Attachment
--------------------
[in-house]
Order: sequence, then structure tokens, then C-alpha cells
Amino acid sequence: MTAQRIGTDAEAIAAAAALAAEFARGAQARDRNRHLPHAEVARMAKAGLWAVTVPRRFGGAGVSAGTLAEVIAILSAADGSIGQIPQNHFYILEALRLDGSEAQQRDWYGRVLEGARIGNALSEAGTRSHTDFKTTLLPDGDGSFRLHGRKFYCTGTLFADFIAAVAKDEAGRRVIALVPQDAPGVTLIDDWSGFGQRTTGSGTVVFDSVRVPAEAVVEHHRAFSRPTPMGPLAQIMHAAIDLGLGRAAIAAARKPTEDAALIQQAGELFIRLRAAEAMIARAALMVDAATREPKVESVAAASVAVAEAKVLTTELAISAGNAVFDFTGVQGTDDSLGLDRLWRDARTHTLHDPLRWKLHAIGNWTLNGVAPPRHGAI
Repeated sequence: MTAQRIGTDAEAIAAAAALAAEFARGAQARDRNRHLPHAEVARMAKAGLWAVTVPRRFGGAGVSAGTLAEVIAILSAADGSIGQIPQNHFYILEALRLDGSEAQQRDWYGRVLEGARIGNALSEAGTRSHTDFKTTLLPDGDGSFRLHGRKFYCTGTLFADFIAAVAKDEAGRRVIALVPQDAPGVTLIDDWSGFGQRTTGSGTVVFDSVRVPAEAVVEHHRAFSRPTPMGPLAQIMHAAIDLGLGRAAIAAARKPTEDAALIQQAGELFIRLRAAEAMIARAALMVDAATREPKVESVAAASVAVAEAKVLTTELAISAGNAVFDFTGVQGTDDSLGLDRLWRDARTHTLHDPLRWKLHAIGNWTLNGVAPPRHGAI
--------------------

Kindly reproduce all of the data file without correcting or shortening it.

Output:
[in-house]
Order: sequence, then structure tokens, then C-alpha cells
Amino acid sequence: MTAQRIGTDAEAIAAAAALAAEFARGAQARDRNRHLPHAEVARMAKAGLWAVTVPRRFGGAGVSAGTLAEVIAILSAADGSIGQIPQNHFYILEALRLDGSEAQQRDWYGRVLEGARIGNALSEAGTRSHTDFKTTLLPDGDGSFRLHGRKFYCTGTLFADFIAAVAKDEAGRRVIALVPQDAPGVTLIDDWSGFGQRTTGSGTVVFDSVRVPAEAVVEHHRAFSRPTPMGPLAQIMHAAIDLGLGRAAIAAARKPTEDAALIQQAGELFIRLRAAEAMIARAALMVDAATREPKVESVAAASVAVAEAKVLTTELAISAGNAVFDFTGVQGTDDSLGLDRLWRDARTHTLHDPLRWKLHAIGNWTLNGVAPPRHGAI
Repeated sequence: MTAQRIGTDAEAIAAAAALAAEFARGAQARDRNRHLPHAEVARMAKAGLWAVTVPRRFGGAGVSAGTLAEVIAILSAADGSIGQIPQNHFYILEALRLDGSEAQQRDWYGRVLEGARIGNALSEAGTRSHTDFKTTLLPDGDGSFRLHGRKFYCTGTLFADFIAAVAKDEAGRRVIALVPQDAPGVTLIDDWSGFGQRTTGSGTVVFDSVRVPAEAVVEHHRAFSRPTPMGPLAQIMHAAIDLGLGRAAIAAARKPTEDAALIQQAGELFIRLRAAEAMIARAALMVDAATREPKVESVAAASVAVAEAKVLTTELAISAGNAVFDFTGVQGTDDSLGLDRLWRDARTHTLHDPLRWKLHAIGNWTLNGVAPPRHGAI